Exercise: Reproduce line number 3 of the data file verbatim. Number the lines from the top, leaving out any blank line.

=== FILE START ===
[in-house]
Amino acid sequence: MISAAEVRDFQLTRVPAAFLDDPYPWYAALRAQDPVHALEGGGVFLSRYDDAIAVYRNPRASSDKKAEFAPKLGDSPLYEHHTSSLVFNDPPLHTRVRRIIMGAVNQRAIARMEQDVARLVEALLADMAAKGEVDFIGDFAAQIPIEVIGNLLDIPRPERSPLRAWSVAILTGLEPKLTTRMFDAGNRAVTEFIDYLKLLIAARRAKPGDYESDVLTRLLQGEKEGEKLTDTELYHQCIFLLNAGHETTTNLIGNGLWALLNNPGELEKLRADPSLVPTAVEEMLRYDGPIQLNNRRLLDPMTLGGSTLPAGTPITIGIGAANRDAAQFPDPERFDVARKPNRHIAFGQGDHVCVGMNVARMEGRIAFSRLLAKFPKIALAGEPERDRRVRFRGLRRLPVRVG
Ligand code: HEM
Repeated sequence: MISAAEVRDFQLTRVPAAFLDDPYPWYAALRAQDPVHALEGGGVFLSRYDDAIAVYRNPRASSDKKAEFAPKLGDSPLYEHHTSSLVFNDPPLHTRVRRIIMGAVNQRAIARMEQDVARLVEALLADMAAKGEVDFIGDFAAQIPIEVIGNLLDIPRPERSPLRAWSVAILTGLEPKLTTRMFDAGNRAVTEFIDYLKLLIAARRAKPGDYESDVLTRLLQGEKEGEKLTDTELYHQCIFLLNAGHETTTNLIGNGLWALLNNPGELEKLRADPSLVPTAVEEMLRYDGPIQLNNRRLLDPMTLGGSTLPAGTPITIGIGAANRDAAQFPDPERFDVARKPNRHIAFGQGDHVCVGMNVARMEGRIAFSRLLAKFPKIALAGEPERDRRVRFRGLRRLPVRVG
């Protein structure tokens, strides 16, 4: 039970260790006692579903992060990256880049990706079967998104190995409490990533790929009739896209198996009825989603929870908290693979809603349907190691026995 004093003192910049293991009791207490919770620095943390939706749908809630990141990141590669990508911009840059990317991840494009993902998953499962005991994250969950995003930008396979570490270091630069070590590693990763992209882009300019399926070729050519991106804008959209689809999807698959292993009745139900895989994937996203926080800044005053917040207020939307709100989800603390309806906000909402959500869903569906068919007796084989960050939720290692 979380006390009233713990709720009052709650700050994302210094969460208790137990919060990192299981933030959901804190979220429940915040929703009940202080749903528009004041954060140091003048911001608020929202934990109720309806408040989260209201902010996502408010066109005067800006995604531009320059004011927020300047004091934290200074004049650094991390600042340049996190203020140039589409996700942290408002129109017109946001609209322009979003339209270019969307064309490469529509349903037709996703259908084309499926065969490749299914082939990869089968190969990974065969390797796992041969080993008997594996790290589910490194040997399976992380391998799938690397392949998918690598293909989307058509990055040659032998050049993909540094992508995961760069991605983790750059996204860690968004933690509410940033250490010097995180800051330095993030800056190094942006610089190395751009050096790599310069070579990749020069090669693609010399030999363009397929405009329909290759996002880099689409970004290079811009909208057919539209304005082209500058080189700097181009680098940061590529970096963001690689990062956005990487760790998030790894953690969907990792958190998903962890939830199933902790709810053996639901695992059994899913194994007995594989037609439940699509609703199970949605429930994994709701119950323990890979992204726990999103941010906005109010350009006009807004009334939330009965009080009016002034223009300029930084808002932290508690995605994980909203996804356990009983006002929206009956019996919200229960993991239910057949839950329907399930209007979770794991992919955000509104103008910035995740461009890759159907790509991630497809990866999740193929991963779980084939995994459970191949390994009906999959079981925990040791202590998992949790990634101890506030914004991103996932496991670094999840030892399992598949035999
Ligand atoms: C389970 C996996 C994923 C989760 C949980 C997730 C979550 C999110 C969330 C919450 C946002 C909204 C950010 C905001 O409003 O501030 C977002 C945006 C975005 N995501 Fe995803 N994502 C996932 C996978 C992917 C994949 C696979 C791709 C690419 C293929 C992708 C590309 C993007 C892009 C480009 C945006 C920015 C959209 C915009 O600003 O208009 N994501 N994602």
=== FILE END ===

Ligand code: HEM